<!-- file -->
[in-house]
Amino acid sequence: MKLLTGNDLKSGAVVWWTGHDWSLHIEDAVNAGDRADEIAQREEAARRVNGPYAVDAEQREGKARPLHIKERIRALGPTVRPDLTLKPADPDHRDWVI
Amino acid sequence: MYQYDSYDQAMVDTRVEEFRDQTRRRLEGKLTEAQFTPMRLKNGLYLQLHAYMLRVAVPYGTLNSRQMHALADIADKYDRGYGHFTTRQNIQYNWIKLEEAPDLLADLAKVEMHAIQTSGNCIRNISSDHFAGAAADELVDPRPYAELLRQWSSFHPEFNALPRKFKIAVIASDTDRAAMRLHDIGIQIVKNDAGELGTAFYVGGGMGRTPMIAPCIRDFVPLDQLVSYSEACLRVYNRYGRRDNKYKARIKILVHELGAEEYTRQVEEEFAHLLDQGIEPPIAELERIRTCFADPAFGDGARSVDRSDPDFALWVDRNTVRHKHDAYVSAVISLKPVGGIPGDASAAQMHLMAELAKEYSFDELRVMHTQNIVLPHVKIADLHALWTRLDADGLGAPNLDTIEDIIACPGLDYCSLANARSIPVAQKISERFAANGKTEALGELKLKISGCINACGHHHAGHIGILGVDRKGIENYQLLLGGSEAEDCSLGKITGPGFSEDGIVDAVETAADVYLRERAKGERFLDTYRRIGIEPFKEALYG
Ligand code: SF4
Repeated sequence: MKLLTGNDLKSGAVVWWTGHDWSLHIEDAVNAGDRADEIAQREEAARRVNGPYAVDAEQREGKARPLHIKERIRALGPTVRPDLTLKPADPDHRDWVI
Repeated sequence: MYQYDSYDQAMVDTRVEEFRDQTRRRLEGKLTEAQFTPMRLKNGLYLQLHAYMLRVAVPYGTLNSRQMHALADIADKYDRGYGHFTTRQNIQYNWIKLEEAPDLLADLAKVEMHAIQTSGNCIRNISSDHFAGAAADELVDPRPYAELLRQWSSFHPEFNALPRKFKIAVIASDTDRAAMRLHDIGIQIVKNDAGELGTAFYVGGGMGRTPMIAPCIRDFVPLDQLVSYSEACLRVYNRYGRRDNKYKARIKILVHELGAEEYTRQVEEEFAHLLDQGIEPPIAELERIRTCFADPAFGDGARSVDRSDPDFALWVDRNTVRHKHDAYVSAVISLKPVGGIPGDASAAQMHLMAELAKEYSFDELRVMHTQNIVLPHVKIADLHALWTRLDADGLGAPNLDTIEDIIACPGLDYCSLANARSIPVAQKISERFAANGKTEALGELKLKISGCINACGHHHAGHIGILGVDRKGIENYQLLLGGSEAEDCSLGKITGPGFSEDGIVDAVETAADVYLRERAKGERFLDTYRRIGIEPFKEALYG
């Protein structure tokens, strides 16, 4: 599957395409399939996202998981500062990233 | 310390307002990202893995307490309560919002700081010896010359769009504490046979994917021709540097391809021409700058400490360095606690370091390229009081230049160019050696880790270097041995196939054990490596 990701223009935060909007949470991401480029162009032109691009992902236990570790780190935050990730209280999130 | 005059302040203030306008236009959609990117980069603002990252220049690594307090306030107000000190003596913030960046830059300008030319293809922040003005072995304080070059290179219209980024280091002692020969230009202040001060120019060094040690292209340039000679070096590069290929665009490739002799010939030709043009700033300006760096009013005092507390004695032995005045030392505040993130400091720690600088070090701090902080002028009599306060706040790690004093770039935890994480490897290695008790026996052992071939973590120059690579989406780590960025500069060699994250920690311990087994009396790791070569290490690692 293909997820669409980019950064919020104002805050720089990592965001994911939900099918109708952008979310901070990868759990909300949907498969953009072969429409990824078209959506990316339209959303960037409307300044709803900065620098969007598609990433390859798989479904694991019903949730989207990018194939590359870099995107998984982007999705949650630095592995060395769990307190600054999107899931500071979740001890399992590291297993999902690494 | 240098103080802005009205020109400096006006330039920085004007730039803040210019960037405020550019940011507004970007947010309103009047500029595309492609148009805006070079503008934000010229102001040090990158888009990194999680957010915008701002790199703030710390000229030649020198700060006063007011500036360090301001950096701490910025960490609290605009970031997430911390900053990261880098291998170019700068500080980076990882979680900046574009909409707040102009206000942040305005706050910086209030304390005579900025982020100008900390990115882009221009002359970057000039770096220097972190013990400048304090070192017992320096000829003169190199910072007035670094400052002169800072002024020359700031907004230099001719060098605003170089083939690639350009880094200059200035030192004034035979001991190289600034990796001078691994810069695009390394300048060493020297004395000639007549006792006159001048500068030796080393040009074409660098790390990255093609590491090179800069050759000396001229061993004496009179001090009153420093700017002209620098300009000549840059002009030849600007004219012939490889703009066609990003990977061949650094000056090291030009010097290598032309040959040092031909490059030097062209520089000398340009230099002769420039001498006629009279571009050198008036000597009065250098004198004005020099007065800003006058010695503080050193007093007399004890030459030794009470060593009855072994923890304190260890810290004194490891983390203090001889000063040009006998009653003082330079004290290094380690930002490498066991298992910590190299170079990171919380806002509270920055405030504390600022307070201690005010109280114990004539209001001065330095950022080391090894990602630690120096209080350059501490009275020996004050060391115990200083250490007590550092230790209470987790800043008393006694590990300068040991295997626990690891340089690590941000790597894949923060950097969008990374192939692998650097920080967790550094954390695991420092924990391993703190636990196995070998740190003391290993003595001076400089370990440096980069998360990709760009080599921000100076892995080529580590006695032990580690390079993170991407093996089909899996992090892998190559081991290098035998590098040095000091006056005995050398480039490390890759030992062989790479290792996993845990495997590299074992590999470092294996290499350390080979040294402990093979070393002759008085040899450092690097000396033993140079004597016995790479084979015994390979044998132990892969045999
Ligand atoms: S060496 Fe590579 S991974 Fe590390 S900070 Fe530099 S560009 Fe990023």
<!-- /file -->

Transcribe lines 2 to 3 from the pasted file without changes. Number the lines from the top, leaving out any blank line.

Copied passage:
Amino acid sequence: MKLLTGNDLKSGAVVWWTGHDWSLHIEDAVNAGDRADEIAQREEAARRVNGPYAVDAEQREGKARPLHIKERIRALGPTVRPDLTLKPADPDHRDWVI
Amino acid sequence: MYQYDSYDQAMVDTRVEEFRDQTRRRLEGKLTEAQFTPMRLKNGLYLQLHAYMLRVAVPYGTLNSRQMHALADIADKYDRGYGHFTTRQNIQYNWIKLEEAPDLLADLAKVEMHAIQTSGNCIRNISSDHFAGAAADELVDPRPYAELLRQWSSFHPEFNALPRKFKIAVIASDTDRAAMRLHDIGIQIVKNDAGELGTAFYVGGGMGRTPMIAPCIRDFVPLDQLVSYSEACLRVYNRYGRRDNKYKARIKILVHELGAEEYTRQVEEEFAHLLDQGIEPPIAELERIRTCFADPAFGDGARSVDRSDPDFALWVDRNTVRHKHDAYVSAVISLKPVGGIPGDASAAQMHLMAELAKEYSFDELRVMHTQNIVLPHVKIADLHALWTRLDADGLGAPNLDTIEDIIACPGLDYCSLANARSIPVAQKISERFAANGKTEALGELKLKISGCINACGHHHAGHIGILGVDRKGIENYQLLLGGSEAEDCSLGKITGPGFSEDGIVDAVETAADVYLRERAKGERFLDTYRRIGIEPFKEALYG